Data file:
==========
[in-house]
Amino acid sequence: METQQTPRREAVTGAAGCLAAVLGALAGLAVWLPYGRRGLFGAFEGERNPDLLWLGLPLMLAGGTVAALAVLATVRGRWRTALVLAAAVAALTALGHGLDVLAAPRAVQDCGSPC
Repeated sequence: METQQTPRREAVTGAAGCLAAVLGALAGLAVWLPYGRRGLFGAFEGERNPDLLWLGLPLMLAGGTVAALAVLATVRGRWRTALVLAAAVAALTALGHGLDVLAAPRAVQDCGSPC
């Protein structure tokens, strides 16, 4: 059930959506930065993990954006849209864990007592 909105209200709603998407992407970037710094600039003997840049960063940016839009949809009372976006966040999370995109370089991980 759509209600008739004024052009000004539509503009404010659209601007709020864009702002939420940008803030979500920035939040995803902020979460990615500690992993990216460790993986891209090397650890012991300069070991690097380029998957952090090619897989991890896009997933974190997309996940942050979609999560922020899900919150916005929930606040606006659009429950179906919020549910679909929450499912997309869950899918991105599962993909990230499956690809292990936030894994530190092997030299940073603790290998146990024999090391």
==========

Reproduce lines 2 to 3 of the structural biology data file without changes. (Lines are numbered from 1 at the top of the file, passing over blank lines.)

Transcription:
Amino acid sequence: METQQTPRREAVTGAAGCLAAVLGALAGLAVWLPYGRRGLFGAFEGERNPDLLWLGLPLMLAGGTVAALAVLATVRGRWRTALVLAAAVAALTALGHGLDVLAAPRAVQDCGSPC
Repeated sequence: METQQTPRREAVTGAAGCLAAVLGALAGLAVWLPYGRRGLFGAFEGERNPDLLWLGLPLMLAGGTVAALAVLATVRGRWRTALVLAAAVAALTALGHGLDVLAAPRAVQDCGSPC